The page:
At ISOJ, John White, deputy editor for online, Winnipeg Free Press, Canada, outlined the paper’s News Café. A year ago, the Free Press created the café downtown, a space co-managed by a news organisation with a journalist in residence. Part of the reason was that the paper itself moved out of town to an industrial park. But another reason was to broaden the audience for the paper, which is mostly 55 plus.
Watch the video of our lively discussion of the impact of social media on journalism, featuring Liz Heron, Social Media Editor at The New York Times,Karen Pinchin, founding editor of OpenFile Vancouver, and Steve Pratt, Director of CBC Radio 3 and CBC Radio Digital Programming and myself. The event was held on November 7, 2011, at UBC Robson in Vancouver, sponsored by UBC Continuing Studies and the UBC Graduate School of Journalism.
I’m honoured to have nominated as Canada’s top social media maven in the 2011 Digi Awards. Also up for the award are Erica Ehm, who set up the online magazine YummyMummyClub.ca, and YouTube personality Nadine Sykora. The winners will be announced on December 6th at the finale of nextMEDIA Toront,. The social media maven award recognizes “medialites that demonstrate innovation in creating and connecting online communities.” It goes on to explain that “the top Canadian social media mavens
Here are the slides and audio from my presentation at the Journalism Interactive conference at the University of Maryland. The title of the talk was Share, Like, Recommend: Decoding the Social Media News Consumer. Abstract: Social media is becoming ever more ingrained in the experience of news consumers. Social networking sites are evolving from being more than spaces for personal exchanges, becoming one of the mediums for sharing and recommending the
Hubert T. Lacroix, President and CEO of CBC/Radio-Canada, addressed UBC students on the future of Canadian public broadcasting at the Liu Institute for Global Affairs, UBC, on October 18 2011. In a wide-ranging talk, Lacroix touched on CBC’s mandate, public funding, access to information and the feud with Sun Media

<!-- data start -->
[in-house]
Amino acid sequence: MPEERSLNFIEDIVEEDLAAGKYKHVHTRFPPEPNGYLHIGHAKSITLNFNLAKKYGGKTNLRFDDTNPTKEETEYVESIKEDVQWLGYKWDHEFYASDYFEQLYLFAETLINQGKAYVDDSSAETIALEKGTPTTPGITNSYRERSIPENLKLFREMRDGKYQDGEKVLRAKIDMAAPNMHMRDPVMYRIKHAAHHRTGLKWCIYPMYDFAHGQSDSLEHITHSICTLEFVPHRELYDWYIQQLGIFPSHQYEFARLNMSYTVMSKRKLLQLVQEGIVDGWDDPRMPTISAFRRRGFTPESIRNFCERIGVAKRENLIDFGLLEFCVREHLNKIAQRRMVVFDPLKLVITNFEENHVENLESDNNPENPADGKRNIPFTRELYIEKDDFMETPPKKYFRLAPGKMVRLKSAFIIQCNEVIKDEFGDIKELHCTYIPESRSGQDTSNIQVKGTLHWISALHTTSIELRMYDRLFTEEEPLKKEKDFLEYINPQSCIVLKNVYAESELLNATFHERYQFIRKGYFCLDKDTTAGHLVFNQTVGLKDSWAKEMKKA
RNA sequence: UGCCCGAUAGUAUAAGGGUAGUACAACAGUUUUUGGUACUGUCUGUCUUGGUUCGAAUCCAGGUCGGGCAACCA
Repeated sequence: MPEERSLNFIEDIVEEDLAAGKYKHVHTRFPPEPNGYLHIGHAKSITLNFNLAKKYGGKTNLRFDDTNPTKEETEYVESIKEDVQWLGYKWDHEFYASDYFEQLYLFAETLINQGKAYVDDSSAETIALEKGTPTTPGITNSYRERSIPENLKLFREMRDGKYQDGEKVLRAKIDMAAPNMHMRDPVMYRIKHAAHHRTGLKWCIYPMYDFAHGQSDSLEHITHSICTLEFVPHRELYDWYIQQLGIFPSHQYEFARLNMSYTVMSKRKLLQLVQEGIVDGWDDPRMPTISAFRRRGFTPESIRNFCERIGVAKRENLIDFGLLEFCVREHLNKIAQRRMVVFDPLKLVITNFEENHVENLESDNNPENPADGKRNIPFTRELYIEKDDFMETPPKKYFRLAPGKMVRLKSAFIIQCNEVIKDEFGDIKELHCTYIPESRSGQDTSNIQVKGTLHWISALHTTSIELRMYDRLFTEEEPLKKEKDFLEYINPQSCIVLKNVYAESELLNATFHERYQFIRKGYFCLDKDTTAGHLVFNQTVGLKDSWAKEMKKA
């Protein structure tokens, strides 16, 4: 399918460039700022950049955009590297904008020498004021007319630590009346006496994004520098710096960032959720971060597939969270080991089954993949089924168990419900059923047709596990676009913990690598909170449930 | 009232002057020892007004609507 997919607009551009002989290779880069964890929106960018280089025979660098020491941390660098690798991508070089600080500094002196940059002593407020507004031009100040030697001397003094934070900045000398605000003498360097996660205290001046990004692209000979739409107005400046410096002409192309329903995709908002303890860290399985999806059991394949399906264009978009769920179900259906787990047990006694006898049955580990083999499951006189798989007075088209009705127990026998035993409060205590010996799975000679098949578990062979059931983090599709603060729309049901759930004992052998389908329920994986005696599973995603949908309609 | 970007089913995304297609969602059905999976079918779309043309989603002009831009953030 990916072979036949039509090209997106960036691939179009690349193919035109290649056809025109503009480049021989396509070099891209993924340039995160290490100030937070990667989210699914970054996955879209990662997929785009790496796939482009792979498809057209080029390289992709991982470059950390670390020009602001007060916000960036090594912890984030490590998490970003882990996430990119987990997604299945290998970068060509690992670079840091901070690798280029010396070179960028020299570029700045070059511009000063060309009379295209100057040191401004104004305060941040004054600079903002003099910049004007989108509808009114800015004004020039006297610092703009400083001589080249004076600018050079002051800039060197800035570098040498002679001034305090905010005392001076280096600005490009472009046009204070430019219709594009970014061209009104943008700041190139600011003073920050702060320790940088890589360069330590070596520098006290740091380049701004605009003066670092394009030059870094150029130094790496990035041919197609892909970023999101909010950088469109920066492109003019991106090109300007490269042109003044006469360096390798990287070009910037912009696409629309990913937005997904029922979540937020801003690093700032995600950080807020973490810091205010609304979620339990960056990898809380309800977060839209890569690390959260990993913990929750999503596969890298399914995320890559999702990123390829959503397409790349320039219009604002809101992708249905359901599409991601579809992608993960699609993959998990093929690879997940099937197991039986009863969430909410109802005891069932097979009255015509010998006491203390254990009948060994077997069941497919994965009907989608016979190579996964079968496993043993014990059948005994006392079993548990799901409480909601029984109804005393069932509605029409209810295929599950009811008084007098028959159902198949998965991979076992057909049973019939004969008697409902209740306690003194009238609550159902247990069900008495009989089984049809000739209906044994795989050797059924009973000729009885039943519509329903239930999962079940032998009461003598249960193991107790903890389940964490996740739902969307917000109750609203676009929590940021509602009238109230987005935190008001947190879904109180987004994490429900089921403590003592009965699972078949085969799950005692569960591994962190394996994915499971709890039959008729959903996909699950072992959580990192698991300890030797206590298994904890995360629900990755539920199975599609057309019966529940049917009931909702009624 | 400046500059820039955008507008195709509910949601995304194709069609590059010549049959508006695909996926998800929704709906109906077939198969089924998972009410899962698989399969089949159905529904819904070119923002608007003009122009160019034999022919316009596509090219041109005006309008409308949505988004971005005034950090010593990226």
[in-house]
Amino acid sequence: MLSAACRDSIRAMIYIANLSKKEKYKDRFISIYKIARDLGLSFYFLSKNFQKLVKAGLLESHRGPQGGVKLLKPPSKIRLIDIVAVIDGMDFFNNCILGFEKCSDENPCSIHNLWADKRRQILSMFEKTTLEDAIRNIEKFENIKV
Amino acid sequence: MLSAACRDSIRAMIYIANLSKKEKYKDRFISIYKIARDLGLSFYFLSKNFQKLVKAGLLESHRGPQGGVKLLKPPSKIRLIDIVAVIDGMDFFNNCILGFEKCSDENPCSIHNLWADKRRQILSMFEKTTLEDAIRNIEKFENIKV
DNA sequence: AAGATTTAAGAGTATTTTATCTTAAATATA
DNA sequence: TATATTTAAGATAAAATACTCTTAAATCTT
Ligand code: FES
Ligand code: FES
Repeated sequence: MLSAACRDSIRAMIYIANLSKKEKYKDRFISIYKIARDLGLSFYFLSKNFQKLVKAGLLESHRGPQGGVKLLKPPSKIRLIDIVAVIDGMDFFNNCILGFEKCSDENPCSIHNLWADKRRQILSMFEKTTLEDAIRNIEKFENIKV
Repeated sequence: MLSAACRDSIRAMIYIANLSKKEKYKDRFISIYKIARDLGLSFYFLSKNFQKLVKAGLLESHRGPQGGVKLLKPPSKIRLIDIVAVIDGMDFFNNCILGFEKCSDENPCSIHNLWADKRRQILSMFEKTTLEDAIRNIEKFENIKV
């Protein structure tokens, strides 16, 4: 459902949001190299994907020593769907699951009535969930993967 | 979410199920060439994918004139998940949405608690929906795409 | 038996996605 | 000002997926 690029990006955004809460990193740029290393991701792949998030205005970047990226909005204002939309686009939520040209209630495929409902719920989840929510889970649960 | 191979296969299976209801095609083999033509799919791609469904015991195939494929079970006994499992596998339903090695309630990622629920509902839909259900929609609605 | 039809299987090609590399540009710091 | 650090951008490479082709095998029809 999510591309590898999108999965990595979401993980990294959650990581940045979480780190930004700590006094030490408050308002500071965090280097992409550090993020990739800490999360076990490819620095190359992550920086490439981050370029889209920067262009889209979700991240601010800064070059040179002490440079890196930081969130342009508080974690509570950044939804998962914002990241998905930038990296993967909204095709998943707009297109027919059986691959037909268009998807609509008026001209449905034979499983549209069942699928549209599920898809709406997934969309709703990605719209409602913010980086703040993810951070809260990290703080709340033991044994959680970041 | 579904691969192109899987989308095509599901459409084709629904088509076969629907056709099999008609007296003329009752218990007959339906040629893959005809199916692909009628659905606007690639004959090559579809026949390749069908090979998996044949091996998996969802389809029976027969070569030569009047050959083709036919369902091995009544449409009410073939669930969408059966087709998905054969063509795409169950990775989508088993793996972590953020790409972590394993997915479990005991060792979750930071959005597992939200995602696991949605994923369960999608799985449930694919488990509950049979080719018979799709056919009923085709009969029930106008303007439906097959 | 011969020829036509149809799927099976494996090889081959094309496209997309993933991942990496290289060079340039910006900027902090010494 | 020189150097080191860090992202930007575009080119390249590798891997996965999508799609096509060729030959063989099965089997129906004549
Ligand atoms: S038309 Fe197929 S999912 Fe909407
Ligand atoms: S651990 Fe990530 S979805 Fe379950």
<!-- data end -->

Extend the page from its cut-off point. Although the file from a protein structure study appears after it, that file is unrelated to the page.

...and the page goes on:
The latest survey of Canadian online habits offers some interesting reading for the news industry. The Stats Canada survey found that more than two-thirds of Internet users (68%), read or watch the news online. Keeping up with events is one of the top online activities, following e-mail (93%), browsing for goods or services (74%) and electronic banking (68%). The figures also point to rapid uptake of social media in Canada,
For this month’s Carnival of Journalism, host Andrew Pergam asked “What is the role of online video in the newsroom of the future?” Online video has been around for more than a decade but it has taken some time for journalists that video on the web is not the same as video on television. Best practices of online video are evolving. It is not just about giving all your reporters a Flip cam and asking
The runaway popularity of social media is prompting a rethink of rules on election reporting in Canada. During the last federal vote in May, Elections Canada warned people against tweeting or sharing on Facebook the results from polls in the east of the country, before voting had ended in the west. A 70-year-old law prohibits the premature transmission of election results. The idea was to prevent radio broadcasts of results in
You can almost hear journalists across newsrooms in Canada breathing a sigh of relief. Canadians still trust the mainstream media, despite the rise of social media, according to the latest Canadian Media Research Consortium (CMRC) report. According to a recent online survey of 1,682 adults, nine out of 10 Canadians judged information provided by traditional news media to be reliable and trustworthy. This compares to only one in four who say
Figuring out how and whether you want to get into journalism can be a challenge for students as they embark on their college education. We had several questions around this topic in the first-year undergraduate course at UBC in new media and journalism that I teach with my colleague Candis Callison. In particular, students wanted to know about promising, emerging journalists in Canada who they could look to as role